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Jerusalem: A Family Portrait par [Yakin, Boaz]
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Jerusalem: A Family Portrait Format Kindle

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Descriptions du produit

Revue de presse

Starred Review, Booklist, March 1, 2013 issue: This is most powerful for investing a massive and complex issue with real human emotion. --Booklist, starred review

Présentation de l'éditeur

Jerusalem is a sweeping, epic graphic novel that follows a single family—three generations and fifteen very different people—as they are swept up in chaos, war, and nation-making from 1940-1948. Faith, family, and politics are the heady mix that fuel this ambitious, cinematic graphic novel.

With Jerusalem, author-filmmaker Boaz Yakin turns his finely-honed storytelling skills to a topic near to his heart: Yakin's family lived in Palestine during this period and was caught up in the turmoil of war just as his characters are. This is a personal work, but it is not a book with a political ax to grind. Rather, this comic seeks to tell the stories of a huge cast of memorable characters as they wrestle with a time when nothing was clear and no path was smooth.

Détails sur le produit

  • Format : Format Kindle
  • Taille du fichier : 87432 KB
  • Nombre de pages de l'édition imprimée : 400 pages
  • Editeur : First Second (16 avril 2013)
  • Vendu par : Amazon Media EU S.à r.l.
  • Langue : Anglais
  • Synthèse vocale : Non activée
  • X-Ray :
  • Word Wise: Non activé
  • Composition améliorée: Non activé
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Commentaires client les plus utiles sur (beta) 3.8 étoiles sur 5 13 commentaires
5 internautes sur 5 ont trouvé ce commentaire utile 
4.0 étoiles sur 5 Courtesy of Mother Daughter Book Club. com 2 mai 2013
Par Cynthia Hudson - Publié sur
Format: Relié
Jerusalem was often a time of chaos and conflict during the years the state of Israel was being established in the 1940s. Communists, Zionists, Jews, Arabs, and British soldiers were mixed into a boiling pot that pitted brothers against brothers and race against race.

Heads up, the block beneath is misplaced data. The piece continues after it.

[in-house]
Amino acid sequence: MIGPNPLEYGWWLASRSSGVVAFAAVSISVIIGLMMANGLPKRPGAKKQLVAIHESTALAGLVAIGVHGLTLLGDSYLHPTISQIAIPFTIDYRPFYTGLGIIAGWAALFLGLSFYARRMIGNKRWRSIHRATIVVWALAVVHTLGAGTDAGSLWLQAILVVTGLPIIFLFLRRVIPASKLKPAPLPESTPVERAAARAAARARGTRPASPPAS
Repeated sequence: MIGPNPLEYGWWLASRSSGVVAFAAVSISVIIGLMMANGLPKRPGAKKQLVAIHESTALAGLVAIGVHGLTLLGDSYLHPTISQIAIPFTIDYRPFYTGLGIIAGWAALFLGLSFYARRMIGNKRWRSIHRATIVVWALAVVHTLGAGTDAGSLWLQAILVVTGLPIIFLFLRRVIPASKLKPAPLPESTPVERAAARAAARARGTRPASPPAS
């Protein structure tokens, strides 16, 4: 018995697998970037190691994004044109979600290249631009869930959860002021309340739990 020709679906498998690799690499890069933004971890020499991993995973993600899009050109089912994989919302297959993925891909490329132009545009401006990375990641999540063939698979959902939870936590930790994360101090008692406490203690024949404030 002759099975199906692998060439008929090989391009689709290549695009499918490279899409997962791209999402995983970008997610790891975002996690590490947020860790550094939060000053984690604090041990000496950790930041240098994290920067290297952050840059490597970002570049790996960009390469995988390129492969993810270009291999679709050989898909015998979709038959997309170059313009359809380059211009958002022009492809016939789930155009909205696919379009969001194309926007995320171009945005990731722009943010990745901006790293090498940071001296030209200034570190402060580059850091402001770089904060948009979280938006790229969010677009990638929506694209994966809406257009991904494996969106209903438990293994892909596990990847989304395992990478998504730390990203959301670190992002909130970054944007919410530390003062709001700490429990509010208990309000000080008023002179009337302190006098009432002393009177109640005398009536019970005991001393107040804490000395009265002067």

Graphic novelists Boaz Yakin and Nick Bertozzi have sought to capture those unsettling times through the lens of one family: the Hallabys. In their novel, Jerusalem: A Family Portrait, they introduce readers to brothers Izak and Yakov, the patriarchs, estranged from each other over past differences. Izak and Yakov's children are caught up in their personal war, as well as in the larger conflict that swirls around them.

Izak's adult sons are a reflection of the myriad forces at work. Two of them fought with the British army in Europe during World War II. One would like to see Israel become Communist and cooperates with Arabs who feel the same, another fights with Jewish rebels. Everyone suffers privation and shortages during the most difficult times.

Each family member has a different perspective, and through their eyes the larger tale unfolds. While this is fairly recent history, it also seems to be not very well known or understood. The authors provide background in an introduction that provides a map of the British Mandate Palestine in 1945, a brief history of the city of Jerusalem beginning with the Ottoman takeover in 1517 until 1939, and a personal history of the Hallaby family. The stories are based on the experiences of Yakin's own family, who lived in Palestine during this time.